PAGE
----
This copy is for your personal non-commercial use only. Ottawa has denounced virulent homophobia in that East African country and Foreign Affairs Minister John Baird has condemned plans for an anti-gay bill that could potentially include the death penalty for homosexuals. Just hours after The Canadian Press contacted the group to ask a spokesperson about the site, the page in question disappeared from public view. Last October, Baird denounced abuses against gays and lesbians and specifically singled out Uganda in a speech at an international conference in Quebec City. In that speech, Baird shared the story of a Ugandan gay-rights advocate who was bludgeoned to death in his own home. Crossroads defends its position on homosexuality as grounded in scripture.
Discrimination against gays & lesbians
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The program, first made public by the nonprofit, Rainbow Railroad, on Facebook on Friday, was prompted by an anti-gay purge in Chechnya that started earlier this year, when law enforcement and security officials arrested gay and bisexual men and beat and tortured them. The executive director of Rainbow Railroad, Kimahli Powell, said his organization had joined with the Canadian government to create a program to expedite the safe passage to Canada of 22 gay men and lesbians. They have been deemed government-assisted refugees. The first among them arrived from a safe house in Russia in June. Nine more are expected to arrive in the coming week, and the program is continuing, with more expected to arrive. Powell said. While the government refused to speak publicly about the program, a person in the government with knowledge of the program confirmed its existence and the number of Chechens who had been granted asylum so far.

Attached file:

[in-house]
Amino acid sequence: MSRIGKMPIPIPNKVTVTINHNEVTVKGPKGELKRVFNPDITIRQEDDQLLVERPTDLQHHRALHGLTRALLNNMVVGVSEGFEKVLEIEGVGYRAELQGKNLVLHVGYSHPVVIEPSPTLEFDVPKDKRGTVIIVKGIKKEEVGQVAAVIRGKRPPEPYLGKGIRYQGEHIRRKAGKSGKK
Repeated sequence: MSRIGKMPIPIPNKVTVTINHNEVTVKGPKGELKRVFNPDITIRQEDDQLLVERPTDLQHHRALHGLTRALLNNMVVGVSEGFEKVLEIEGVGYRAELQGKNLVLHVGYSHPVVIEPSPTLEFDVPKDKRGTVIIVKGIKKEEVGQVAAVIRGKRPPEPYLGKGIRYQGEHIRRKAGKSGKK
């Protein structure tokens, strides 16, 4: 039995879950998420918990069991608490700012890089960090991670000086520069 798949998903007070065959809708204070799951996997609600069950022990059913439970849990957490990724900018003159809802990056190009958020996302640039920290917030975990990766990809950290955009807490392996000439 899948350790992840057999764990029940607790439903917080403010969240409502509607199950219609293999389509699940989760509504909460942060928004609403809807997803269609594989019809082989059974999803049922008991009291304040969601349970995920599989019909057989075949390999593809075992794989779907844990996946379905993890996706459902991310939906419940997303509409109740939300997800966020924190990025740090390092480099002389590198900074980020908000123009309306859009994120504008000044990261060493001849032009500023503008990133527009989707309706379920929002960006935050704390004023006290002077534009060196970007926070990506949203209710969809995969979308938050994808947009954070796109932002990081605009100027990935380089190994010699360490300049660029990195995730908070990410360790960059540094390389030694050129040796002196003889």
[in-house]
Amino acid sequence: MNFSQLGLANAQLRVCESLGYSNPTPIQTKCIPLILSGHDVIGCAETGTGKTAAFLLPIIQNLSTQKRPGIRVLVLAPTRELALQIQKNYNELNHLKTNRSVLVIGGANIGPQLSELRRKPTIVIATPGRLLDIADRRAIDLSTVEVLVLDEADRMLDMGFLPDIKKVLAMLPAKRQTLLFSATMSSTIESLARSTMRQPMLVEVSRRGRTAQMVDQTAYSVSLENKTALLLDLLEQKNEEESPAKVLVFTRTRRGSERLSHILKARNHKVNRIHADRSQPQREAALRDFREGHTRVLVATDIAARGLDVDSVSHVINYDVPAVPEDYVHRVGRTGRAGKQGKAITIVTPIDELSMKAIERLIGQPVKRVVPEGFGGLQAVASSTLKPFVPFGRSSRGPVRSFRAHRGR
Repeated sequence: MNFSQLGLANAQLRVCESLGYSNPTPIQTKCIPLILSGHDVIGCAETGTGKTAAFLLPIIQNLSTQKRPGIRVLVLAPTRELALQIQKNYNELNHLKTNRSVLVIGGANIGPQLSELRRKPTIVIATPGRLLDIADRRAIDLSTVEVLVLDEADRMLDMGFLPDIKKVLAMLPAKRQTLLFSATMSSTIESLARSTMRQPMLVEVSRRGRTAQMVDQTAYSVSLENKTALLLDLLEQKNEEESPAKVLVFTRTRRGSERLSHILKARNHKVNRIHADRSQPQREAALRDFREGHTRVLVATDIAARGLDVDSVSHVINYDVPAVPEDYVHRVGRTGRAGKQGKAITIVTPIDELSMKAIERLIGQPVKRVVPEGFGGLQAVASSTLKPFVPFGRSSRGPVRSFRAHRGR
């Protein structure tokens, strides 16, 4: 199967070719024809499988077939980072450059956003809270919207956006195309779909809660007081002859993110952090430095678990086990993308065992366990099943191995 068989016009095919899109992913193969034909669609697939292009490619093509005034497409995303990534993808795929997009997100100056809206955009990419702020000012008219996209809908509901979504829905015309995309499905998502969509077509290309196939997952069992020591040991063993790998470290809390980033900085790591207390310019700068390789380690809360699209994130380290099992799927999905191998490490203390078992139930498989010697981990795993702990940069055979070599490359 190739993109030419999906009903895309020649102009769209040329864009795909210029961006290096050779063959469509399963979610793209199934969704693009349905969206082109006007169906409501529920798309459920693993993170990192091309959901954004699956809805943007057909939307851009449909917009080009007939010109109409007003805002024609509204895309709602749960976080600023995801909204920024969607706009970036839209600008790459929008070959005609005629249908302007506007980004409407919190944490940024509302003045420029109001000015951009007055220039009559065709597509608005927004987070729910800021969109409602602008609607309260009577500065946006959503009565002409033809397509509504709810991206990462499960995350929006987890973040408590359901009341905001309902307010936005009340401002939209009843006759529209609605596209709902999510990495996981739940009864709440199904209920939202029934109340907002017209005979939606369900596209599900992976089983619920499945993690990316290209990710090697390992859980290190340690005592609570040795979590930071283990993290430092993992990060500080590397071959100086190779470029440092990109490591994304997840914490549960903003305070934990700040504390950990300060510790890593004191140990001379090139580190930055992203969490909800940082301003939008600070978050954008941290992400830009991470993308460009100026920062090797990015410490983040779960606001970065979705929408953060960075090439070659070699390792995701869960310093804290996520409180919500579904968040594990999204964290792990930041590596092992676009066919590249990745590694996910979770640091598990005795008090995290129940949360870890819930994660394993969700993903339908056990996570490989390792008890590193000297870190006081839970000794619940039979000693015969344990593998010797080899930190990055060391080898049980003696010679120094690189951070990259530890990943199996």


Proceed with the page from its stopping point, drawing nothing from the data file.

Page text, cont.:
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Thirty-one gay and bisexual Chechen men and women have been granted asylum in Canada following a violent crackdown on LGBT people in the Russian republic. They are being brought to Canada as part of an under-the-radar collaboration between human rights groups and the federal government. In April, reports of abductions, detentions, disappearances, torture and deaths targeting gay and bisexual men in Chechnya began making international headlines. The Chechen government denied that security officials had launched an anti-gay purge, saying that gay men "simply don't exist in the republic".
Want to discuss? Please read our Commenting Policy first. And the answer, so far, is encouraging: That secretariat has since been transferred to the Department of Canadian Heritage and reports to Waterloo MP Bardish Chagger, tapped to be the minister of diversity and inclusion and youth. For its poll during the week of July 26, the PCO included six questions to give the LGBTQ2 Secretariat some information about Canadian attitudes towards minority sexual orientations and gender identities.